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Originally published in 1913. This volume from the Cornell University Library's print collections was scanned on an APT BookScan and converted to JPG 2000 format by Kirtas Technologies. All titles scanned cover to cover and pages may include marks notations and other marginalia present in the original volume.
An essay on the causes of the variety of complexion and figure in the human species. To which are added, animadversions on certain remarks made on the first edition of this essay, by Mr. Charles White ... Alson. strictures on Lord Kaim's discourse on the
Book digitized by Google from the library of the University of Michigan and uploaded to the Internet Archive by user tpb.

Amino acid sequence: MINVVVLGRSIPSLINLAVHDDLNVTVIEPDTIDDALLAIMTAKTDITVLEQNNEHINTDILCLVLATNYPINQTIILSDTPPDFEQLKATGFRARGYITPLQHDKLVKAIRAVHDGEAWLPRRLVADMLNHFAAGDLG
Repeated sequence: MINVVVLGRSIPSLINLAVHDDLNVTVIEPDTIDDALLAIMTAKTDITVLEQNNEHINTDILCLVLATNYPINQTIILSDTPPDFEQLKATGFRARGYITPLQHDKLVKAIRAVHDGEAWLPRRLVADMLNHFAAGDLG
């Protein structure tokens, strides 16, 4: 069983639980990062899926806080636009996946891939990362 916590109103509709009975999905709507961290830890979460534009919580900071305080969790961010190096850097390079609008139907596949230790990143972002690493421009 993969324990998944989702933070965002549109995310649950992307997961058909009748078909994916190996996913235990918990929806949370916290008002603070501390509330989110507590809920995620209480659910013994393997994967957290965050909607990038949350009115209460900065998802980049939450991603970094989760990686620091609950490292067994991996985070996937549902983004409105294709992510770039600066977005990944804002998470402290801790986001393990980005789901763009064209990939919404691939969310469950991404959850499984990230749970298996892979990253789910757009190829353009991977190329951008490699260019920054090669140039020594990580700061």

Purchase of this book includes free trial access to www.million-books.com where you can read more than a million books for free. This is an OCR edition with typos. Excerpt from book: more compact clays and marls, resisting the penetration of this liquid, will retain their soda, lime, and magnesia, and by subsequent alteration will give rise to basic feldspars containing lime and soda, and if lime and magnesia predominate, to hornblende or pyroxene. The presence or absence of iron in sediments demands especial consideration, since its elimination requires the interposition of organic matters, which, by reducing the peroxide to the condition of protoxide, render it soluble in water, either as bicarbonate or combined with some organic acid. This action of waters holding organic matter upon sediments containing iron-oxide has been described by Bischof and many other writers, particularly by Dr. J. W. Dawson in a paper on the coloring matters of some sedimentary rocks, and is applicable to all cases where iron has been removed from certain strata and accumulated in others. This is seen in the fire-clays and iron-stones of the coal-measures, and in the white clays associated with great beds of green-sand (essentially a silicate of iron) in the cretaceous series of New Jersey. Similar alternations of white feldspathic beds with others of iron-ore occur in the Green Mountain rocks of Canada, and on a still more remarkable scale in those of the Laurentian series. We may probably look upon the formation of beds of iron-ore as in all cases due to the intervention of organic matters ; so that its presence, not less than that of graphite, affords evidence of the existence of organic life at the time of the deposition of these old crystalline rocks. The agency of sulphuric and muriatic acids, from volcanic and other sources, is not, however, to be excluded in the solution of oxide of iron and other metallic oxides. The oxidation of pyrites, moreover, gives rise to so... --This text refers to the Paperback edition.